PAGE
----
What adds to the problem is that there are no accurate tests, improving but expensively so, to determine the age of a player exactly. The Tanner-Whitehouse 3 (TW3), which is the most commonly used, can have a variation of up to two years, say experts. The test is an x-ray of the wrist to check the stage of bone fusion. That could vary depending upon diet, nutrition, genetics and puberty among other factors. The test is also largely redundant once the kid reaches 16 years. The MRI test is expensive and not accurate.

“The last AIFF youth League, which happened in 2019-20, the U-13 and U-15 had to have a TW3 test for everyone. Which BCCI also uses,” says Bappaditya Bhattacharjee, director of Roots Football Schools.

“There is a biological age and a bone age. And they had a cut-off as per the medical committee of AIFF based on bone age. TW3 test is a double-edged sword. Sometimes a player with the correct age is flagged. Some people gave fictitious certificates and passed. But in general, it still helps.”

Beyond 16, multiple federations depend on birth certificates. But the reliability is far from perfect.

A nationally reputed football coach tells stories with explanations ranging from ‘my uncle filled my birth certificate’ to the disturbing ‘coach made me do it.’

There are also hearsay stories of players’ younger brothers taking the TW-3 tests to get around the age issue.

The question then becomes how can this issue be tackled?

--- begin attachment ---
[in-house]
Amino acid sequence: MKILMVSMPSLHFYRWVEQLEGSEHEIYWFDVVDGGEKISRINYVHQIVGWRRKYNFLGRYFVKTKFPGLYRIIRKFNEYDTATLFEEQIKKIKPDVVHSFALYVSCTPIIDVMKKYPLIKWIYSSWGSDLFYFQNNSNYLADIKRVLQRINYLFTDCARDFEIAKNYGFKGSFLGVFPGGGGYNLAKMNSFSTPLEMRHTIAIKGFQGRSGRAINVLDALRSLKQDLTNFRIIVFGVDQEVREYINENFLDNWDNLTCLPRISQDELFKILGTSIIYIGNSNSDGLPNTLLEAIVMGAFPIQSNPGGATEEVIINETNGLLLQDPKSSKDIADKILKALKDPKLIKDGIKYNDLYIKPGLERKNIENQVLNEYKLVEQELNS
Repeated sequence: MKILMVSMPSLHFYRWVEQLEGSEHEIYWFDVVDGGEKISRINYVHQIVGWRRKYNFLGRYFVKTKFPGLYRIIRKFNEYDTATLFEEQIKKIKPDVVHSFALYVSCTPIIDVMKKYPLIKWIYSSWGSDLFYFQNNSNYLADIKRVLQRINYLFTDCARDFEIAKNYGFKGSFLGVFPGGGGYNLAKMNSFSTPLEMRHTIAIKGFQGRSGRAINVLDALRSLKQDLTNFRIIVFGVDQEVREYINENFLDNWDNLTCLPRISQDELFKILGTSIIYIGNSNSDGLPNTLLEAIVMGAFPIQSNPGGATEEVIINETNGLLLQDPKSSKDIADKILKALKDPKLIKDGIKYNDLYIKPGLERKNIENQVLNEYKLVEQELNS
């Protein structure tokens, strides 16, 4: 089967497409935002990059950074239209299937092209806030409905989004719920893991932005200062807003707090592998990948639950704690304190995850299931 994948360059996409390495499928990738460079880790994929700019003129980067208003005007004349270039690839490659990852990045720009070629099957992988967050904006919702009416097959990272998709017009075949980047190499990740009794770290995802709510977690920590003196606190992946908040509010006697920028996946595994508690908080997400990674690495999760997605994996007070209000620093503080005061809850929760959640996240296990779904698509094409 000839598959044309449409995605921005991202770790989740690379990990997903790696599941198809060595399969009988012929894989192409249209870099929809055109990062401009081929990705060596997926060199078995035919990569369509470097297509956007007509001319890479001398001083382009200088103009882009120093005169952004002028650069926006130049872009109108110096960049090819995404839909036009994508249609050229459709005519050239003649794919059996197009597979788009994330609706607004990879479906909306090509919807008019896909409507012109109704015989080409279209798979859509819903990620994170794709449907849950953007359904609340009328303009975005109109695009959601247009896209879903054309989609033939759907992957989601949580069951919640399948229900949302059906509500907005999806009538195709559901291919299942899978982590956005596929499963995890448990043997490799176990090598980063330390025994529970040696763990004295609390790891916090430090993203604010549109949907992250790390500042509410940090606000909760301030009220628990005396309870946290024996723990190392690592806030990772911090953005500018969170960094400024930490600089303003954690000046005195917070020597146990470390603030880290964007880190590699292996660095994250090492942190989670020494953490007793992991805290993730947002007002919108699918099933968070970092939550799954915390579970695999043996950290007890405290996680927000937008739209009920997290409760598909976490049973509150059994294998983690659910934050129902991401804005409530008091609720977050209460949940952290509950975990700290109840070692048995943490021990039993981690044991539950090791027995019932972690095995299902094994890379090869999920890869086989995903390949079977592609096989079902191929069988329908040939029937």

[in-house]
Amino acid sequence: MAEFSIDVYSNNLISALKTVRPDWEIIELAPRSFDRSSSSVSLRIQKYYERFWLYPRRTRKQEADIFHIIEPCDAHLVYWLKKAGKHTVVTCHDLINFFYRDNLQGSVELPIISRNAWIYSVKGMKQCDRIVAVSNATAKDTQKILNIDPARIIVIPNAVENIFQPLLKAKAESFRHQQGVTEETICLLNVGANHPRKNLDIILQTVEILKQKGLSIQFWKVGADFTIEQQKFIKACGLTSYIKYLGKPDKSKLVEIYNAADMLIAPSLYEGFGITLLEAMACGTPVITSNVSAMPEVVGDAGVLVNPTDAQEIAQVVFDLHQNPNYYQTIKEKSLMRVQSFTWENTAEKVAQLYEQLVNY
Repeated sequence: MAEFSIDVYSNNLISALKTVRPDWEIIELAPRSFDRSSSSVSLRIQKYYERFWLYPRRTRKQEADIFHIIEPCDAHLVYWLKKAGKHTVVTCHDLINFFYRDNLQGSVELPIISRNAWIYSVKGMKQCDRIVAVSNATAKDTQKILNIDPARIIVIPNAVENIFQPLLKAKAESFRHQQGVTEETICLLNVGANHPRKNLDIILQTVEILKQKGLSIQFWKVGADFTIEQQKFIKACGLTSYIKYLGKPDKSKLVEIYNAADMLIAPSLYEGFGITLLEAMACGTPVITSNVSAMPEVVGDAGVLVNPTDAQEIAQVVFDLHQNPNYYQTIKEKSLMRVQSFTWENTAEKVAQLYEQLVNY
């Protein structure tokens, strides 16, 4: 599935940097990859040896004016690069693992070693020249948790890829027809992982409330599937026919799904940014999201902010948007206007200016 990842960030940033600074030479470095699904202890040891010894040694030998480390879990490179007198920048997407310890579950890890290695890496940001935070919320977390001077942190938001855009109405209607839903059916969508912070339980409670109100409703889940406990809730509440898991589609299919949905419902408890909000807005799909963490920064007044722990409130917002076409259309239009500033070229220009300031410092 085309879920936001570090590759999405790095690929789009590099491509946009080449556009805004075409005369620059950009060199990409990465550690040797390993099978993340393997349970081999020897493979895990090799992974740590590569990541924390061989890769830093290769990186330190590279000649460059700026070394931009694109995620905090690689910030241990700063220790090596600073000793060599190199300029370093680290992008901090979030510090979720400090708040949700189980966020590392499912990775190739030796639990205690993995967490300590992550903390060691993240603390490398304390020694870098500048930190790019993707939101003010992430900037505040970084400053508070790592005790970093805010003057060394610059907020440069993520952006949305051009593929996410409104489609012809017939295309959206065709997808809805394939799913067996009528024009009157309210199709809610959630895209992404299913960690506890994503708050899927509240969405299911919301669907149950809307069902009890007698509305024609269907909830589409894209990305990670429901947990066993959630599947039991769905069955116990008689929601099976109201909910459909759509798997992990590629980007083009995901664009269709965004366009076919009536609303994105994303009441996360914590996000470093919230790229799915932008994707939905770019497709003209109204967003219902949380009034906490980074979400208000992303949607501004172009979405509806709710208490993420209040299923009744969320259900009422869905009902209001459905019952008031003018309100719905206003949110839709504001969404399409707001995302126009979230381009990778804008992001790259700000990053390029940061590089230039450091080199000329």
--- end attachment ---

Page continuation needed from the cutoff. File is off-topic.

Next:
“Unless our system improves, where the Government makes it mandatory that year of birth and registration needs to be compulsorily done immediately, this document is required for Anganwadi/nursery admissions (nothing will change),” says U Vimal Kumar, Director and chief coach of the Prakash Padukone Badminton Academy.

Across national associations, attempts are being made.

“SAI has guidelines but implementation costs money. Are federations supposed to pay for it?” Ali asks. “For the federation to do the test on every player, that’s a huge monetary outlay. The idea of random checks will have backlash from parents saying their kids are being targeted. It has to come from the Sports ministry.”

“BAI had adopted SAI guidelines. BAI had also issued instructions to all State secretaries that there has to be proper verification because BAI can’t verify the documents of 40,000-50,000 players,” says Heble.

The lack of a proper database is a common problem although many sports are trying their hardest.

“The grassroots are not there in football and many team sports so there is no information before the kid is 14-15. So the system enables it,” says Richard Hood, who worked with the All India Football Federation in developing players.

Even in cricket, it’s a challenge. But being the most affluent and popular sport in India, they have taken steps. According to the Karnataka Institute of Cricket head coach and director Irfan Sait, Karnataka State Cricket Association is in the vanguard.

“KSCA has got some stringent rules. There is a biometric and unique id number for every cricketer in all age groups (the player ID is common in other sports as well). You need a mandatory birth certificate issued within 1-2 years of being born, an Aadhar card and school documents. Without it, you are not accepted,” he says.

There is no one-size-fits-all solution, especially as many come from rural and less than ideal backgrounds to even have an environment to secure accurate documents. But that should not be a deterrent.

India is making noises about being a sporting nation but multiple national sporting bodies are in disarray. As the industry grows there are more incentives to take risks, to disrupt the watchmaker and the constant tick of time.

As the song, covered and reimagined multiple times over the years that it remains ageless, goes: Forever young, I want to be forever young…

(Published 16 July 2022, 15:37 IST)